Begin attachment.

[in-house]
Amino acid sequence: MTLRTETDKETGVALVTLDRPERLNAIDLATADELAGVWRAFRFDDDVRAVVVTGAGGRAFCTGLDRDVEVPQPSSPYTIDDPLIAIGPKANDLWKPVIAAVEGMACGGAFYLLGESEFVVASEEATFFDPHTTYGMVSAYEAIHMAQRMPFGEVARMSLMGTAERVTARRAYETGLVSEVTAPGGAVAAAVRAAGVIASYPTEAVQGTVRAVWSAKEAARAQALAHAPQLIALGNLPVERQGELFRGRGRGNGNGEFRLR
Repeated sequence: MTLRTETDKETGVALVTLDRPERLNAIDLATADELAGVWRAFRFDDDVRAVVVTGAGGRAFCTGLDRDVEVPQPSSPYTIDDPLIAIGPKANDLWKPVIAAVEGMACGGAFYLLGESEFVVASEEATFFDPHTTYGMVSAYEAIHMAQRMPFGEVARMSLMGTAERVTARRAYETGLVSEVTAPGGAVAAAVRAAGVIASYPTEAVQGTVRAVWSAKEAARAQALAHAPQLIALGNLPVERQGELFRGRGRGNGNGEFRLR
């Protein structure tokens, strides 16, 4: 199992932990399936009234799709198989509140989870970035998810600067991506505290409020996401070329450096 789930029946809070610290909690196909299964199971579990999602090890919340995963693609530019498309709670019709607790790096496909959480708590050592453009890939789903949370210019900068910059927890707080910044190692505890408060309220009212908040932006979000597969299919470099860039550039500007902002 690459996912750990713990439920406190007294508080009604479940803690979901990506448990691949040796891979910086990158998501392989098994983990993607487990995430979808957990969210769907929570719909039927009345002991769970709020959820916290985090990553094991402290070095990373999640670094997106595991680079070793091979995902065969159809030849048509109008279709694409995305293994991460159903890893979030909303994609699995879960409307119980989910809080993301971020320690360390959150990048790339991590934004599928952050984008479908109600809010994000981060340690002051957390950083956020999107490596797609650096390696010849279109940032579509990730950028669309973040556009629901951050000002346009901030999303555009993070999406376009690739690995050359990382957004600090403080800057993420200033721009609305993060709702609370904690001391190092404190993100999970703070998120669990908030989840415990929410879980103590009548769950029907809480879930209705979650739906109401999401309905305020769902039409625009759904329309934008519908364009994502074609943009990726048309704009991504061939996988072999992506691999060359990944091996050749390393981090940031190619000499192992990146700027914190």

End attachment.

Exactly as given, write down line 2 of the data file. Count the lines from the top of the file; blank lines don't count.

Amino acid sequence: MTLRTETDKETGVALVTLDRPERLNAIDLATADELAGVWRAFRFDDDVRAVVVTGAGGRAFCTGLDRDVEVPQPSSPYTIDDPLIAIGPKANDLWKPVIAAVEGMACGGAFYLLGESEFVVASEEATFFDPHTTYGMVSAYEAIHMAQRMPFGEVARMSLMGTAERVTARRAYETGLVSEVTAPGGAVAAAVRAAGVIASYPTEAVQGTVRAVWSAKEAARAQALAHAPQLIALGNLPVERQGELFRGRGRGNGNGEFRLR